These example sentences are selected automatically from various online news sources to reflect current usage of the word 'satire.' Views expressed in the examples do not represent the opinion of Merriam-Webster or its editors. Send us feedback.

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First Known Use of satire

1501, in the meaning defined at sense 1

History and Etymology for satire

Middle French or Latin; Middle French, from Latin satura, satira, perhaps from (lanx) satura dish of mixed ingredients, from feminine of satur well-fed; akin to Latin satis enough — more at sad

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More Definitions for satire

satire

noun

English Language Learners Definition of satire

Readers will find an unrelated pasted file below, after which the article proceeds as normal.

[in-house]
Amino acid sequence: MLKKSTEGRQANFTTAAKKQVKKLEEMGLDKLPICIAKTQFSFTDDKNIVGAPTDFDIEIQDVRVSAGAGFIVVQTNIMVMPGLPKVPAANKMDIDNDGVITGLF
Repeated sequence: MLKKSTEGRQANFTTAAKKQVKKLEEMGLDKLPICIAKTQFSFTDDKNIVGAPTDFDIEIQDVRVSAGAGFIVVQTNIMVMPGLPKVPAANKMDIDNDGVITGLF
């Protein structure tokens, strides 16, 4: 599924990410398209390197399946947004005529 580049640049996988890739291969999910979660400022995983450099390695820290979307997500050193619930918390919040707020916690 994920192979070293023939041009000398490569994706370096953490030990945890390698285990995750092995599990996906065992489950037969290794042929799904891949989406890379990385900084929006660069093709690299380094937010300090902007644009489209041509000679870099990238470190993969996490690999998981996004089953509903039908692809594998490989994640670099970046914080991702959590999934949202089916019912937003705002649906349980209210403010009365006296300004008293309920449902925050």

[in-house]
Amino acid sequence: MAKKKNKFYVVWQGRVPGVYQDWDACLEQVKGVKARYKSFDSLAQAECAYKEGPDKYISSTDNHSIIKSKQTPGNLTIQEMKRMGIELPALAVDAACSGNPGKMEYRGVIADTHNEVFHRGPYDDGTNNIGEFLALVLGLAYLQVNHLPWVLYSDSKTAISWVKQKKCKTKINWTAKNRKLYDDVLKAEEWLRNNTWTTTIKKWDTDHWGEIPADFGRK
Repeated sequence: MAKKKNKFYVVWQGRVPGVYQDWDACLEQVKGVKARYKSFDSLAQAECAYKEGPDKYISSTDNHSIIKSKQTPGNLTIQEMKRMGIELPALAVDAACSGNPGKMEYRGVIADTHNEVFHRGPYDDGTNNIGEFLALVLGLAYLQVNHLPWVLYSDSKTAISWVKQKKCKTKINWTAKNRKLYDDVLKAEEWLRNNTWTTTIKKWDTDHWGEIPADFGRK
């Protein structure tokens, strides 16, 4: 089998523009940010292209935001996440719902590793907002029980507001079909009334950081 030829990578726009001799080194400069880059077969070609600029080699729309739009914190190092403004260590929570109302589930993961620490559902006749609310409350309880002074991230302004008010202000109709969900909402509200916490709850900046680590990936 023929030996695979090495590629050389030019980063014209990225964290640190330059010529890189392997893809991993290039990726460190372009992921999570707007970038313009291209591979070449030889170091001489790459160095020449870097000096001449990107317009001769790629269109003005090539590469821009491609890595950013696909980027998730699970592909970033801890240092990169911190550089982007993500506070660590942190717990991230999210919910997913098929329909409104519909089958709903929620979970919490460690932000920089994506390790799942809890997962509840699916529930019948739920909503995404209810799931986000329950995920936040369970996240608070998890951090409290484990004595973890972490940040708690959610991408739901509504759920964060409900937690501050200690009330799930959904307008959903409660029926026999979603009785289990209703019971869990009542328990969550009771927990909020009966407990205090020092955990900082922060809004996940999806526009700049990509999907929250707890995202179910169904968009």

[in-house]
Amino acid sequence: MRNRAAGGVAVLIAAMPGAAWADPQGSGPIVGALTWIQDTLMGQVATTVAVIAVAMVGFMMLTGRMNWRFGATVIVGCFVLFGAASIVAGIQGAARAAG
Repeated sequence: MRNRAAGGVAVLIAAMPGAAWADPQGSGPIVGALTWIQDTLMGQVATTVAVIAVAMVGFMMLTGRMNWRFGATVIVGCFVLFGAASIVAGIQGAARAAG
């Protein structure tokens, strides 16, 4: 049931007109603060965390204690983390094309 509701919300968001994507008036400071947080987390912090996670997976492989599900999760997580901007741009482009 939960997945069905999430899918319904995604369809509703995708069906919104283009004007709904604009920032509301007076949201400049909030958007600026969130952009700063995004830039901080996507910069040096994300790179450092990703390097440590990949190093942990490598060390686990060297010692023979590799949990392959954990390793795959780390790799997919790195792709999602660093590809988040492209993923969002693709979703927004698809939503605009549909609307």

: a way of using humor to show that someone or something is foolish, weak, bad, etc. : humor that shows the weaknesses or bad qualities of a person, government, society, etc.

: a book, movie, etc., that uses satire

satire

noun
sat·​ire | \ˈsa-ˌtīr \

Kids Definition of satire

1 : humor that is used to make fun of and often show the weaknesses of someone or something

2 : something (as a book or movie) that uses satire

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Comments on satire